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Cleaning of a Micro-Nikkor 55mm/2.8 AIS

I bought a Micro-Nikkor 55mm f/2.8 in good condition about a year ago for a good price. Everything else was good but soon I noticed a lag with the aperture blades and noticed that they were quite oily. I did some searching and found out that it is a common problem with the f/2.8 version. The lens looked a bit compicated on the inside and didn"t want to disassemble it back then and asked for prices how much would a cleaning cost and it was too much (I could have bought atleast another one with that price) so the lens left as is.

Few days ago I just happened to search how could I disassemble the lens and found out these to pages and it seemed that the lens wasn"t so compicated as I first thought. These gave some good pointers on what screws had to be removed so I wouldn"t take off unnecessary screws. As the second page didn"t have photos of the aperture mechanicm I thought I'll take photos of every step.

» Disassembling 55mm/2.8 (Japanese)
» Micro-Nikkor 55mm f/2.8 Aperture Blade Cleaning (no photos)

I noticed that the cross screw driver in Dealextreme's "Cross and Trigram Screw Drivers 2-piece Kit for NDS NDSL and Wii" -set I recently purchased was perfect for every screw on the lens.

First the three screws on the bayonet mount are removed and it lifts off:

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After that the two very small screws on the aperture ring are removed and the ring is taken off (the tape thing on the rear lens is what I added for protection):


After removing the ring, next up are the three screws holding the inner mechanism in place. Carefully lift the outer shell off the inner part after removing the screws.

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To remove the rear lens + aperture assembly from the rest, remove the three round screws (already removed in the photo) and carefully lift the assembly up.

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In the next photo you can see how oily the aperture mechanism was in my lens. Carefully remove the spring from the place that is marked (already removed in the photo). Then remove the two flat cross screws from the opposite side and carefully lift off the lens part and put it aside (and clean off the oil residues with isoprophyl alcohol and q-tips).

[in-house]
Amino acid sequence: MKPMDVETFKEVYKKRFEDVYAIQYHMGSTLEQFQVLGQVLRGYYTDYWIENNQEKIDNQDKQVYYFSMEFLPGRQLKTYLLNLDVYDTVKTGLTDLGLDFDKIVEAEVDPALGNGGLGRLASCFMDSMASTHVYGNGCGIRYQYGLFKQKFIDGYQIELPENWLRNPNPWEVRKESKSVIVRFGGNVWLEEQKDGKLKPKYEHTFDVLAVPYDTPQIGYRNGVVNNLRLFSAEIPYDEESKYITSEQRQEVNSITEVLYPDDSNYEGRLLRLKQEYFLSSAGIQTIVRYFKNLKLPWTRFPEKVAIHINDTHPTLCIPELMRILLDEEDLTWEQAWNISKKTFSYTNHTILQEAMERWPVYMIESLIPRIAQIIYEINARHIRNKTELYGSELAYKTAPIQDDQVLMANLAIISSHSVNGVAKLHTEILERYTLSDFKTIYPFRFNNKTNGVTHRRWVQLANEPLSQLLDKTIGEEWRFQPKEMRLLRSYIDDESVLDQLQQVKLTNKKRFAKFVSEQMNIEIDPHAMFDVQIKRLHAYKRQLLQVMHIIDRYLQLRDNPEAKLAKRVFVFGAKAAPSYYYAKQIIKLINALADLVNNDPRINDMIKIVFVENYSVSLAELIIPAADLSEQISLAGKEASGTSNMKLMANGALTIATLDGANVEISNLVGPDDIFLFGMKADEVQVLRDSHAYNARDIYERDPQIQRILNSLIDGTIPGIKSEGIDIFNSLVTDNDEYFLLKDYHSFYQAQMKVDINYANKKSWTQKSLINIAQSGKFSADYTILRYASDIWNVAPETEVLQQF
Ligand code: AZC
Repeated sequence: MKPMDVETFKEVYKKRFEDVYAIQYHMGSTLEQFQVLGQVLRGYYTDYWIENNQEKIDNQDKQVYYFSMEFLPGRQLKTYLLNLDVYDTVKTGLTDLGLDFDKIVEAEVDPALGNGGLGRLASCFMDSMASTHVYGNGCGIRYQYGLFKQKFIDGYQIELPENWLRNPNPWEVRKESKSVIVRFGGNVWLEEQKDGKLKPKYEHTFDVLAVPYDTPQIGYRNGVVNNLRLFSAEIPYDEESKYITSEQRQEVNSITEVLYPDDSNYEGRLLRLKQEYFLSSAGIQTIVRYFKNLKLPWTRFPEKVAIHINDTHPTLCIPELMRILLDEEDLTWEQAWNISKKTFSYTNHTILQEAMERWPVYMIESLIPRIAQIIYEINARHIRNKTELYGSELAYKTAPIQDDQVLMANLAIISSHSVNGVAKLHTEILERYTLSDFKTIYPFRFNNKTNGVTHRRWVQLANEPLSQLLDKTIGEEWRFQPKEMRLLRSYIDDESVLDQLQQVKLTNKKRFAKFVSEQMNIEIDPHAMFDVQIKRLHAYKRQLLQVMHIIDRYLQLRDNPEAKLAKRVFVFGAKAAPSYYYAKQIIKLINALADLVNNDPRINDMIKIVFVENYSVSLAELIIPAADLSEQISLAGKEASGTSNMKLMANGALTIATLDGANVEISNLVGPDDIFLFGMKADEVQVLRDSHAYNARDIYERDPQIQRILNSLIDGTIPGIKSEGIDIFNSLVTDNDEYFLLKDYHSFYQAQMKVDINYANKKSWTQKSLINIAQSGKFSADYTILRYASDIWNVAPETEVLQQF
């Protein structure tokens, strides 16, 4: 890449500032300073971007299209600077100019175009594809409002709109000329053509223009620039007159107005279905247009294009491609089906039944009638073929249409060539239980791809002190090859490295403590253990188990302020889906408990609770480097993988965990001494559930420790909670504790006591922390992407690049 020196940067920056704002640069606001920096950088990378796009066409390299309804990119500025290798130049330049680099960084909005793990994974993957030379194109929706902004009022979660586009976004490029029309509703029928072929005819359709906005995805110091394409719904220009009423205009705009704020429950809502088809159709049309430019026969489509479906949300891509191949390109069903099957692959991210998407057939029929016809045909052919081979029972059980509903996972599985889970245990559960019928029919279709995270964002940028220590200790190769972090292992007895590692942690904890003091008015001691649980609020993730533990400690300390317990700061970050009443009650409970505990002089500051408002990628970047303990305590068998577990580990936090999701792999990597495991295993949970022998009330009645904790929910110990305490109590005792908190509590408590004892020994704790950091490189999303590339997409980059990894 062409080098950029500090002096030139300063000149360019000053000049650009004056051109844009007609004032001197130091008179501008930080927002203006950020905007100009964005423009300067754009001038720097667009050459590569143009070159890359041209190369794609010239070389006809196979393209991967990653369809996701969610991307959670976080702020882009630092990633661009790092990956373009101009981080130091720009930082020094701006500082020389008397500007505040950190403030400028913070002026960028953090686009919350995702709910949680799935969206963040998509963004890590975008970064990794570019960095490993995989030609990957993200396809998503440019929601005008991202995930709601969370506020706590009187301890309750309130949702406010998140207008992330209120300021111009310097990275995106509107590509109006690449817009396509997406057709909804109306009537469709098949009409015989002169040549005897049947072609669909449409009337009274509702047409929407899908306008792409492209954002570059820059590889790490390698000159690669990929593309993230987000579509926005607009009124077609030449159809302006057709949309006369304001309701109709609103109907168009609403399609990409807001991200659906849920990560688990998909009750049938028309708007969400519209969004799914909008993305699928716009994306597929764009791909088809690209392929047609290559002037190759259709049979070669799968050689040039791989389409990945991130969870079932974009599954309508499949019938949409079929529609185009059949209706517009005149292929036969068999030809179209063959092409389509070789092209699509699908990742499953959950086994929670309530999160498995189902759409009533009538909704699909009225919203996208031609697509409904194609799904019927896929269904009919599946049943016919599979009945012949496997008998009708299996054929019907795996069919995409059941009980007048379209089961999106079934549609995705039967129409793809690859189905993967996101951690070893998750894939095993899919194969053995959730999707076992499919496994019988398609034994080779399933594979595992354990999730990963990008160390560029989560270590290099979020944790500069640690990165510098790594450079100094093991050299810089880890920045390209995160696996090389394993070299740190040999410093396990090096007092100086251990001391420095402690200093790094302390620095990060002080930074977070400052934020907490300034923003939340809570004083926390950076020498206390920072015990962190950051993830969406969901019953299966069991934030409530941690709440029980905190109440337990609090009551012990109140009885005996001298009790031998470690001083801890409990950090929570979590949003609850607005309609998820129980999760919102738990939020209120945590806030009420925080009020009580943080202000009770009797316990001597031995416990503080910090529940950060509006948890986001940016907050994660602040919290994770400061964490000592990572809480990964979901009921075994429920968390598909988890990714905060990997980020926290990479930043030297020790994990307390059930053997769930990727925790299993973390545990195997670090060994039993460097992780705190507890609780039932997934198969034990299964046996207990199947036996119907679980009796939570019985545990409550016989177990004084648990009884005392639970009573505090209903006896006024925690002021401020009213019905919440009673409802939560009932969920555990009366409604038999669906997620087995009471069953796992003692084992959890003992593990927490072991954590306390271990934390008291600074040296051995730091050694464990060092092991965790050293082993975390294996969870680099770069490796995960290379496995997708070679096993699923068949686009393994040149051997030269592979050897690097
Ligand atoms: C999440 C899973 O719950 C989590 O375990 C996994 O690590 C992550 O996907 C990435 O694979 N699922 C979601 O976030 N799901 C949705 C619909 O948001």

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Lift off the blade controller and clean it with isoprophyl alcohol.


I then removed all the aperture blades and poured some isoprophyl alcohol on a cup and left the blades there for some time. I then took them out, dried them and then carefully took the last residues off with a q-tip. Remember to be very careful with the blades as they are very thin! Use tweezers to handle them.

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While the blades were swimming in the alcohol I cleaned the base thoroughly.


I decided to clean the outer focusing mechanism from the old grease and put some better stuff instead. The parts are separated by taking away the three screws on the side of the other part (removed in the photo) to remove the stopper part. I then immersed the other half in the cleaning alcohol and cleaned the other part separately. After cleaning the parts I put some non-dripping teflon grease on the touching parts and assembled it back to one piece.

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All the bits and pieces at this moment:


After all necessary parts are cleaned it's time to start putting all the pieces together again in reverse order. First the aperture mechanism (now looking very nice and clean).

Quote from the page I linked in the beginning as it was so well described:
"15. Replace the aperture blades inside the lower enclosure. The blades lie so that their tips hook clockwise. The clockwise blade must lie beneath the counter-clockwise blade, so that the CCW blade doesn"t hit against the CW blade's hinge pin when you try to open up the aperture. I made that mistake the first time. Make sure that you tuck the final (seventh) blade back underneath the first one."


Put the rear lens back above the aperture mechanism, screw back the the flat cross screws, flip it over and reattach the spring to its own place.


Carefully insert the rear assembly back on the its place and screw back the three round cross screws.


Slide the lens part inside the outer shell, put back the aperture lever on the inside and screw the three screws back. Then put back the aperture ring and reattach the two small screws. Finally put back the bayonet mount and the last screws.


Done! After cleaning it now works like a charm and the aperture blades seem very responsive compared to what it was before.